British psychologists have found that stress makes men less attractive to women. It turned out that the fair sex may feel if a man is under strong psychological pressure.
Conducted on laboratory rats, the study scientists from Binghamton University has shown that women have an amazing ability to recognize stress levels of men nearby. When it comes to finding a sexual partner, the female rats rarely chose their males who have had a very restless youth in social terms, which is why the level of stress hormones were elevated in their blood. Somehow, miraculously females recognize males suffering from stress in adolescence. Because of this, only males were selected females in whom stress in absolute figures are normal.
Research shows that chronic stress in adolescence and youth makes a man less attractive to women. Apparently, prolonged exposure to stress increases the character traits such as obedience and humility, and women are attracted to more dominant individuals. To explore how the past affects the social choice of sexual partners, the researchers deliberately subjected to a group of male rats to stress in adolescence. They moved from one cell to another, constantly changing close rodents, switch on and off lights.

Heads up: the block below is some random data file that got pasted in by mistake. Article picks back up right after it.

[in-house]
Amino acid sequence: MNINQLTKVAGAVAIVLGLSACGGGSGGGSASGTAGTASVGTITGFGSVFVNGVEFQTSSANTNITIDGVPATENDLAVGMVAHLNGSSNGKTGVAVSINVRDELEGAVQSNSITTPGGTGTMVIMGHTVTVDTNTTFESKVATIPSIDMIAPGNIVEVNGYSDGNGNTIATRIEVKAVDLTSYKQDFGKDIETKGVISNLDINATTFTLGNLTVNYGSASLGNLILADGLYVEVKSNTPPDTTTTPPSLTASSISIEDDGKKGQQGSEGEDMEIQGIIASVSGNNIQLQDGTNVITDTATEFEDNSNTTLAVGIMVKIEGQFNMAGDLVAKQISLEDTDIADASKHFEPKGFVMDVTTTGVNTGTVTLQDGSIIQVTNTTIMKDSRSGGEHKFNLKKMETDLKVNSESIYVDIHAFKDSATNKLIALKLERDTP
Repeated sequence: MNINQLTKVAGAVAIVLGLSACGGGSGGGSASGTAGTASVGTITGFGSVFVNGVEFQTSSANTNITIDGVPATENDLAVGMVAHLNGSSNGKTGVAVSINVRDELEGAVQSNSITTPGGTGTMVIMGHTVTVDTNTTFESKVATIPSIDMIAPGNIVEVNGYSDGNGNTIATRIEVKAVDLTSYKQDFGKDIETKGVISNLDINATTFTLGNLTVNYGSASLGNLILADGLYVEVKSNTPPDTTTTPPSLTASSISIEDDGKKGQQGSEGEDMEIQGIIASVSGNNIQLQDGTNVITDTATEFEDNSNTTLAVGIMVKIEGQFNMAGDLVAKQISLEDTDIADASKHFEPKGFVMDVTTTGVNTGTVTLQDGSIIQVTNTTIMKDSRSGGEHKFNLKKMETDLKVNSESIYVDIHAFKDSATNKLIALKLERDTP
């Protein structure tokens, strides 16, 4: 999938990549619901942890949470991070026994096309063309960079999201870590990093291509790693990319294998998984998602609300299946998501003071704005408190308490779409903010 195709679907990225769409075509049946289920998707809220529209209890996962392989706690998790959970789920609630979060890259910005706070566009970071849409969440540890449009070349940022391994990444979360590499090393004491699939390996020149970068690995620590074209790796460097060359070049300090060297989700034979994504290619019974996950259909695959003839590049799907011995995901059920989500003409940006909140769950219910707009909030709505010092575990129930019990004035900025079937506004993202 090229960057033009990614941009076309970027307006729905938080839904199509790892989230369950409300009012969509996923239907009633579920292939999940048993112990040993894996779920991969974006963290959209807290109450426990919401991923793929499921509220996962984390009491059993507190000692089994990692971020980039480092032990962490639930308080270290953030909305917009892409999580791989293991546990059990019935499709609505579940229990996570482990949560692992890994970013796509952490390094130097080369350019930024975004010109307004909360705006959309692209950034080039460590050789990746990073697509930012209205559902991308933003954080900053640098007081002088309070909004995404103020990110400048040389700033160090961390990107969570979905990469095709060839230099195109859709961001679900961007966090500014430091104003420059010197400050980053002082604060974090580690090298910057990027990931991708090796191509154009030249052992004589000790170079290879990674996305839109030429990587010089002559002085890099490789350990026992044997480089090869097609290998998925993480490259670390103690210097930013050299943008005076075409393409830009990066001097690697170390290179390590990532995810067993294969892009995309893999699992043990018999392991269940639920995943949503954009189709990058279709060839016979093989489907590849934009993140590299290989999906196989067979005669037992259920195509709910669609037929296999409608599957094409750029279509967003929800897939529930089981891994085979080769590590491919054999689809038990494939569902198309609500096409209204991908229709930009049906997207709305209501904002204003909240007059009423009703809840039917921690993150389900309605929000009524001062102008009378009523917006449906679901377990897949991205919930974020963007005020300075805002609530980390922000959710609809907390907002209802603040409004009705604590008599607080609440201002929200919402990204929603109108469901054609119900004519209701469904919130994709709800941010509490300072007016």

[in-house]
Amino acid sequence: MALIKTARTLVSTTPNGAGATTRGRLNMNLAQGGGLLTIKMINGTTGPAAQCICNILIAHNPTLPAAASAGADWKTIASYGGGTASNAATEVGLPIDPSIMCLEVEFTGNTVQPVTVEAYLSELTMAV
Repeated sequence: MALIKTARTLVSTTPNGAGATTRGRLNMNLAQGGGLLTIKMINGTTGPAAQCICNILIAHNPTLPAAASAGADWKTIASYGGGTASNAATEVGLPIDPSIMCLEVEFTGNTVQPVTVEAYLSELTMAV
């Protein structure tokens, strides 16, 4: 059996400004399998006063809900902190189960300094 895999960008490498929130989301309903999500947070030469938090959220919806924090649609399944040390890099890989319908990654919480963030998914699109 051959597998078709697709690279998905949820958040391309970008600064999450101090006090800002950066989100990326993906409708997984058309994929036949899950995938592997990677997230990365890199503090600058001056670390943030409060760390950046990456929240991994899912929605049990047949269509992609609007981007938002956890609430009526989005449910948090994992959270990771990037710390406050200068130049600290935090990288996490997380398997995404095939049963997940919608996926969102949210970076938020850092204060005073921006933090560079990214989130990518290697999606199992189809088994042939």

Some rats overcame data stressors, and their dominant behavior persisted. Subsequently, they have not indicated any problems with the pairing. Other rats become victims of chronic stress, and they dominated the subordinate behavior. So when they reach childbearing age, we could not find a partners for mating. The study's authors believe that all the same is true of people.